"She is the doctor."
Translation:Is í an dochtúir í.
why is "i" used twice in this sentence? I think it is the second use of "i" that is confusing me.... to me it appears to say "she is the doctor she"
The first í in this sentence is a subpredicate, and the second í is the subject. The subpredicate is needed because definite nouns aren’t allowed to be adjacent to the copula.
EDIT: Note that in Ulster Irish, Is í an dochtúir can be used (similar to identificational copular sentences with a first- or second-person pronoun rather than a third-person pronoun), but in this case í is the subject and no subpredicate is used.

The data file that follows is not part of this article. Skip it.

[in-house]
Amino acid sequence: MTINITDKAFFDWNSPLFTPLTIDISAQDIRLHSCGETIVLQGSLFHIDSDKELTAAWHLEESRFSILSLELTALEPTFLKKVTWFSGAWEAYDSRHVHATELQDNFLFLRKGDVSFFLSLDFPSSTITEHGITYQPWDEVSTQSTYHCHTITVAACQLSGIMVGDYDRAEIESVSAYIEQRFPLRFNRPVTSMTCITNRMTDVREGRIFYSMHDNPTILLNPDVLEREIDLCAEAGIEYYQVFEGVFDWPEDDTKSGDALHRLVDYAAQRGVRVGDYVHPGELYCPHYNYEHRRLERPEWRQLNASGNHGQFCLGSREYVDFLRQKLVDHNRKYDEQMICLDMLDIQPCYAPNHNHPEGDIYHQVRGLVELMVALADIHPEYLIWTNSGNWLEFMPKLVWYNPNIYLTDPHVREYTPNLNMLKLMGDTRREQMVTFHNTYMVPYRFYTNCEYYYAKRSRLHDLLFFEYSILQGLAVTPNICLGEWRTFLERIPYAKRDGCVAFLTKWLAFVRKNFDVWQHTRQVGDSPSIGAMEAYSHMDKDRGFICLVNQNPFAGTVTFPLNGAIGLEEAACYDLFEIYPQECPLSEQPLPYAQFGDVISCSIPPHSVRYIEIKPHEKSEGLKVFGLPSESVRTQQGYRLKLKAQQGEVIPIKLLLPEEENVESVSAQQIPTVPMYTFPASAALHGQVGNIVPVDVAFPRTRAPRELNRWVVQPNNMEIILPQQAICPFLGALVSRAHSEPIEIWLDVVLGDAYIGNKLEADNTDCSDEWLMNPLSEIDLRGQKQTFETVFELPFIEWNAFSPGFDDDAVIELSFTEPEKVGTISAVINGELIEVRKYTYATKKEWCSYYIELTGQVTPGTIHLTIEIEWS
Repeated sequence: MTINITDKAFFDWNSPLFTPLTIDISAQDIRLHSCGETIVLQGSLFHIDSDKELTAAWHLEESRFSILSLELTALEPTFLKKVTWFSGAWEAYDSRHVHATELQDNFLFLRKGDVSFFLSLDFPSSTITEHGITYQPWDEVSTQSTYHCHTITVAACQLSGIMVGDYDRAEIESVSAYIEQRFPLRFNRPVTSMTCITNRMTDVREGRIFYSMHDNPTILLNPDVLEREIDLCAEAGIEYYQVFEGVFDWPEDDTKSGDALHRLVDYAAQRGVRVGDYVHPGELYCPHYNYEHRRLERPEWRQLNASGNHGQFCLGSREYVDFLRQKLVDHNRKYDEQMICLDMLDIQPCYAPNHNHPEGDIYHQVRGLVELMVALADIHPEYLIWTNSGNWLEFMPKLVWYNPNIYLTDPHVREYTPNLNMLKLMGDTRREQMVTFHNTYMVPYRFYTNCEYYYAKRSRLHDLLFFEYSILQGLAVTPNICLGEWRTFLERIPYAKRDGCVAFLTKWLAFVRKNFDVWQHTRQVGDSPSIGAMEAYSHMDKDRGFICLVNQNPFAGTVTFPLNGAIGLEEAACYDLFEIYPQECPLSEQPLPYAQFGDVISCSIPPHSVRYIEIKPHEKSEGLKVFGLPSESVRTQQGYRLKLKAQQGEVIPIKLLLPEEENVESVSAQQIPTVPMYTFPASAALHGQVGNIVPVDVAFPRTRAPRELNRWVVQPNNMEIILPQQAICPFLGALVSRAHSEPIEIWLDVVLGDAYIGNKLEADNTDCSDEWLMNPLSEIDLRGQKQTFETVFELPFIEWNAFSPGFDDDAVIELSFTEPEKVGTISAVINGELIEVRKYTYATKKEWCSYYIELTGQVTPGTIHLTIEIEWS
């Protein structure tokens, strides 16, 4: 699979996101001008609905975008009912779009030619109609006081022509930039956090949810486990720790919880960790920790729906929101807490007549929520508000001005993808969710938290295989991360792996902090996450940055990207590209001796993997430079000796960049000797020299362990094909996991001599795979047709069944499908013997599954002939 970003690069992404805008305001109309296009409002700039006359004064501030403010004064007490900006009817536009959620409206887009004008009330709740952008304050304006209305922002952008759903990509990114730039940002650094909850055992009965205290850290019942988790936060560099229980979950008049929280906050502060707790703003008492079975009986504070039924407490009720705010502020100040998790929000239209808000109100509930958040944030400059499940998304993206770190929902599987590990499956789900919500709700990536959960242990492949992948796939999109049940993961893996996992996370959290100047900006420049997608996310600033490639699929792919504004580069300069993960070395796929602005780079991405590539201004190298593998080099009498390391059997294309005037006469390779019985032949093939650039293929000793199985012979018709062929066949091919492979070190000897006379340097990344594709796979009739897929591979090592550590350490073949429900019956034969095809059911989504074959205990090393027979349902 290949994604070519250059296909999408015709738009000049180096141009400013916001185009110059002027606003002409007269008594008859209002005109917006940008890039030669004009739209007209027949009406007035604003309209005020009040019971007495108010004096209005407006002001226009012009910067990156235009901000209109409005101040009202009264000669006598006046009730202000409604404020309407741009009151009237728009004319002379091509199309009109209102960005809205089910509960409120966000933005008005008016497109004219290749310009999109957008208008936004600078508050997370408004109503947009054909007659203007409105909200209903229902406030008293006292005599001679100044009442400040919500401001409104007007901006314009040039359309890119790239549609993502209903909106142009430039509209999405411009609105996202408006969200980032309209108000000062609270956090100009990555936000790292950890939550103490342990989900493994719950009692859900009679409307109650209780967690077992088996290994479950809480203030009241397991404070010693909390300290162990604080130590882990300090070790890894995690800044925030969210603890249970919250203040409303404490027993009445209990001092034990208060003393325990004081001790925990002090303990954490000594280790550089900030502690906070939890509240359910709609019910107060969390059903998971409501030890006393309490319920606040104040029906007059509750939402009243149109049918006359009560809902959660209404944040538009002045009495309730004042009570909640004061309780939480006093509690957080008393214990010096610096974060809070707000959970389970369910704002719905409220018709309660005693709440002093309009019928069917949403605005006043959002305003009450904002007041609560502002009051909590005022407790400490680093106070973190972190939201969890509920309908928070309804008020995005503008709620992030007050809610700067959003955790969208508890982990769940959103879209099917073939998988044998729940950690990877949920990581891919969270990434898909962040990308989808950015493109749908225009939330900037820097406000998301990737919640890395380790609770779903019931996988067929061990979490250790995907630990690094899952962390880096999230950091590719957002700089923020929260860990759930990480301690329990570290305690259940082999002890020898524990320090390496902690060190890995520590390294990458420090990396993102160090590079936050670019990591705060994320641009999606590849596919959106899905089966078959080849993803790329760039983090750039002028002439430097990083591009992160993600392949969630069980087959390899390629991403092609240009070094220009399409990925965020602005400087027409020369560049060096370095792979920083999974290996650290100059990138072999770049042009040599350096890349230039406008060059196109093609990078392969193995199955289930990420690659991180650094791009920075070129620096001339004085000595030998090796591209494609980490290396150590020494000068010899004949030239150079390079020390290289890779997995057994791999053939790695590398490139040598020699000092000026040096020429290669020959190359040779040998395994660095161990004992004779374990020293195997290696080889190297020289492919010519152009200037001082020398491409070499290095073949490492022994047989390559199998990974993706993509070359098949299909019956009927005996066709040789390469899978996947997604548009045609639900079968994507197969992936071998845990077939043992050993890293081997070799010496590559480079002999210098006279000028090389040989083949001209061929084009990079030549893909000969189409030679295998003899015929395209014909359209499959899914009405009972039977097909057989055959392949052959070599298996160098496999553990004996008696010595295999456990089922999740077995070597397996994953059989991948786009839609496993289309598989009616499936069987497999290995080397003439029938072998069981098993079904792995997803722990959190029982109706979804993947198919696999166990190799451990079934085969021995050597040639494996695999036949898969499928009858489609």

Man alive, I was lost at "subpredicate"! How come children effortlessly learn languages without the need for a doctorate in linguistics yet I can barely grasp scilling's explanations? [no response required]
Oh thank goodness, I thought it was just me! I gave up trying to look up all the grammatical terms; it just felt like I was on a roundabout of confusion. I've readjusted how I approach the language: I am now a three year old learning her second language from her grandmother's visits.
I almost got it right ("is si an dochtúir si") What's the difference between si and i, between se and e?